In Camp near Burksville Junction
April 19, 1865
I take this opportunity of writing you a few lines hoping they will find you all enjoying good health. I hardly know what to write as you receive more news through the paper than I can tell you or even know but one thing I can tell you that I do know and that is the rebellion is virtually put down and your boys helped to do it. Yesterday we received an official dispatch of Johnson’s surrender on the same terms as Lee. Yes, I say your boys helped put it down an it is the proudest part of our lives. I have never been sorry that I came down here and now I would not part with the knowledge of what I have seen for the best farm in the country for it will be an honor to anyone to say they belonged to the Army of the Potomac. I will be able to interest you all if I live to get home which will be at no distant day, I hope, for in my short history I have passed through many strange scenes. I think any man—especially young men who has not participated in this war—will feel ashamed when he meets those who have left home to fight for them and they sneaking out of it. They ought to be drummed out of the country or lose their citizenship.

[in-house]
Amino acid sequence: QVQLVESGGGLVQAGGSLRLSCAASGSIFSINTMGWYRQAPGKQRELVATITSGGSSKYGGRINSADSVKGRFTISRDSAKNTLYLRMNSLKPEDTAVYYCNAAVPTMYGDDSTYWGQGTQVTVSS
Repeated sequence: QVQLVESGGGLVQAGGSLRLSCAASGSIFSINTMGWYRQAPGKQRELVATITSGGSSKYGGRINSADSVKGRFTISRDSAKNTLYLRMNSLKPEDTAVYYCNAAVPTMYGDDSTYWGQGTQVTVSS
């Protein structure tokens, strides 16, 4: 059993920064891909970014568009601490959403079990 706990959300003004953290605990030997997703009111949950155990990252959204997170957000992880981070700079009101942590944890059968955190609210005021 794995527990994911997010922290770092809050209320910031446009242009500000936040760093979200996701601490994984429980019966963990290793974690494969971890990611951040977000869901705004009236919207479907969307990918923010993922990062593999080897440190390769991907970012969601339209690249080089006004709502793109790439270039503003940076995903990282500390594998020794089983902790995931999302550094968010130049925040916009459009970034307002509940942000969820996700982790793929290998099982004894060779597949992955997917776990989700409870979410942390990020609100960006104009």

I have been sick with dysentery for a week but I am better and hope soon to be well. Rose is well and sends his love to you all. I got a letter from Fanny yesterday. Please help her all you can until I get paid off for she needs help very much. We expect to get paid next month. I am glad to hear that she is settled in her little house. I think if I ever get home, I can live there very happy. Tell me in your answer to this where you moved the part of the house and whether Fanny has the use of it. Can I have it for a shop and how much ground there is around the house. Mr. Hill was here the first of the week. The boys was very glad to see him and he was glad to see us. I think he is a very fine man. I must close hoping you will write soon.
From your affectionate son, — A[lbert] Van Houten